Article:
We performed an MRI on Emily’s face to see what was happening with the filler she had injected into her lips. Dr Master, on reviewing Emily’s MRI states, ‘I see a little bit up the top, and there’s a little bit more down the bottom, so there’s still some [lip filler] residue from five years now.’ Again, showing the longevity of filler to be much longer than the commonly believed six to eighteen months.
Emily was very open about her situation. She also appeared on national television with me to have her lips dissolved, hoping to help spread this information to others.
Saying no to dermal fillers
Given the potential of filler to last a long time, as practitioners, we have to be able to assess patients before filling and say ‘no’ if required if overfilling is to be avoided. ‘A lot of practitioners are scared to say no because they think they’ll lose the business,’ says Dr McDonald. Mr Callan also tells patients to stick to what they initially wanted and not ask for more, ‘The patient can be their own worst enemy. They say ‘I want to look totally normal doctor’, and then they come back and you think you’ve done a good job, and they say ‘I want more!’ It’s then your job to say, ‘Stop! This is what you wanted, and this is what I wanted, and you look great!’
How to prevent an overfilled face
Dissolving filler occasionally
After seeing the filler accumulation radiologically on MRI, Dr Master suggests occasionally dissolving filler if required to prevent overfilling, ‘You create a sculpture… but over time you can’t keep adding that putty on, because it becomes bigger and bigger and bigger, so you have to carve and chisel away to put it back to a normal looking face.’
But why should those who spend their hard-earned money on fillers dissolve them especially if the underlying motivation maybe stand out? In the same study mentioned previously about heavily made-up faces being more attractive when flashed for 250 milliseconds, a different result was shown when given an unlimited inspection time. Inferences were then made about trustworthiness, authenticity and genuineness, detracting from the increased attractiveness afforded by the high contrast makeup.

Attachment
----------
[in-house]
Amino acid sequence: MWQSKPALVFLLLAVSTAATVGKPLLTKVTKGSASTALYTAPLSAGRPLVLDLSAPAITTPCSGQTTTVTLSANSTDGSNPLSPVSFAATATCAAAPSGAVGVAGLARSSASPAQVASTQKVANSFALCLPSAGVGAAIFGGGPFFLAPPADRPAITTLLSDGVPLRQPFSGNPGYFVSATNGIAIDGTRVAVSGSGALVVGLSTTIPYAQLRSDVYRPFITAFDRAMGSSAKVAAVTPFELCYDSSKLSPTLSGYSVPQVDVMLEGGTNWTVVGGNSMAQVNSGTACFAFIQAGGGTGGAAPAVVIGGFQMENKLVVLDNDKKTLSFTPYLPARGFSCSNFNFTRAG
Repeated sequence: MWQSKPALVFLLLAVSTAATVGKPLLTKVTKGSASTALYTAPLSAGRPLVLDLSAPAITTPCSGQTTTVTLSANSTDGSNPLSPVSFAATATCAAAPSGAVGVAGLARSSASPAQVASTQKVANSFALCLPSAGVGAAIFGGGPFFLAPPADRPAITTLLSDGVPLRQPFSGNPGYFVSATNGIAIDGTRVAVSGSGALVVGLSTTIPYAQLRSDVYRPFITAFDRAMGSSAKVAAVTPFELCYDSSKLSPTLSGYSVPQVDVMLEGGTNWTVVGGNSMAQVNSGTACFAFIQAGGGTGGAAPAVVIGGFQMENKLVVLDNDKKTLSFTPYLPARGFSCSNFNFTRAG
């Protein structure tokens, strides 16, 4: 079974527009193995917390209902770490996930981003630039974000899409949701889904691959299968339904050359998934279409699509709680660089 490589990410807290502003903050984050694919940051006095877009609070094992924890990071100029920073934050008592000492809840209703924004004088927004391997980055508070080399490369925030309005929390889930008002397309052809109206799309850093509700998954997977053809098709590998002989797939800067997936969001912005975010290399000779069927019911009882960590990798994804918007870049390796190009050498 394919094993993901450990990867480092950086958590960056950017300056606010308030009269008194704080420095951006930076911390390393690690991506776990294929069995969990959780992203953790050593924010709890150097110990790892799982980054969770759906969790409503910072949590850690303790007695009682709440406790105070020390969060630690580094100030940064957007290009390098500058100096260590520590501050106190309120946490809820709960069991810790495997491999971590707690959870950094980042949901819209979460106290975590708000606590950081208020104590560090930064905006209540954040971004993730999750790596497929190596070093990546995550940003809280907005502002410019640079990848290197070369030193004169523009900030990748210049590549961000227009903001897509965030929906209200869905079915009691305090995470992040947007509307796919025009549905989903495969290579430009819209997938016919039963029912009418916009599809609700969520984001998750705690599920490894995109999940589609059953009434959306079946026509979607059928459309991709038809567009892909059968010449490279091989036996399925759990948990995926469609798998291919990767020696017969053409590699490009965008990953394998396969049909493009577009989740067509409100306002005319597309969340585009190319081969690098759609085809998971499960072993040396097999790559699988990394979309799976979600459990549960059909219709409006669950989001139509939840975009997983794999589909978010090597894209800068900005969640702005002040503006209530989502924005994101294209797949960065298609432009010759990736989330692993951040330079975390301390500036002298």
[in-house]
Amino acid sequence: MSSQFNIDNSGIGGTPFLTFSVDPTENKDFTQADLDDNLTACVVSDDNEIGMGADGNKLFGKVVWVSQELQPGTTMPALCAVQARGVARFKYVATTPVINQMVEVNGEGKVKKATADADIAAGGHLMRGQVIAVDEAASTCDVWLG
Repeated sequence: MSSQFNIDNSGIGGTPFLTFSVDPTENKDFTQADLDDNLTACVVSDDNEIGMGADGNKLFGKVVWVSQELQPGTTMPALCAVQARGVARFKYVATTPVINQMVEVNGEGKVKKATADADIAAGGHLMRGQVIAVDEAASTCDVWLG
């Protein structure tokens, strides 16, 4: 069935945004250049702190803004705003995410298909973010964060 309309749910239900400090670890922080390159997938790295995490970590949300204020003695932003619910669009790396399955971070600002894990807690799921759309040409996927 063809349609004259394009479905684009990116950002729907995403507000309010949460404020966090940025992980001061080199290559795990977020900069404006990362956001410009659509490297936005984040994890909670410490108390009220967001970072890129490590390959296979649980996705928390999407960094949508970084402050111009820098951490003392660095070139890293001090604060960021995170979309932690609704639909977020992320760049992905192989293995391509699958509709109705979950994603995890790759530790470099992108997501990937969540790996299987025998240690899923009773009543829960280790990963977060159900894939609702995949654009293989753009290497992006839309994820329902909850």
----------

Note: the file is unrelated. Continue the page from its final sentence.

Dr Buchanan explains ‘When you show that image for longer, people still agree that the heavily made-up one is most attractive, but then there’s this other process that happens in the mind where we say, ‘Why do they have so much makeup on, are they less authentic, are they making up for something?’, and so I think when it comes to overfilling the same process occurs.
Reduce social media usage
Reducing social media use and exposure to unrealistic ideals may also help reduce our drive to be overfilled to more extreme levels. ‘The research is really clear on social media’, says Dr Buchanan. ‘If you spend more than about 20 minutes on social media a day your level of overall satisfaction with your life and your appearance will go down.’
Use smaller amounts of dermal filler
To prevent overfilling practitioners need to more carefully consider using smaller amounts of filler, injecting less frequently, and looking at the face as a whole rather than just filling the same areas repeatedly. We must understand that filler may last much longer than we have always believed and fill accordingly. Overfilling has psychological implications as the overfilled keep on filling and overfilled becomes the norm. But like I always say, ‘If you can tell something’s been done it’s not a good job’.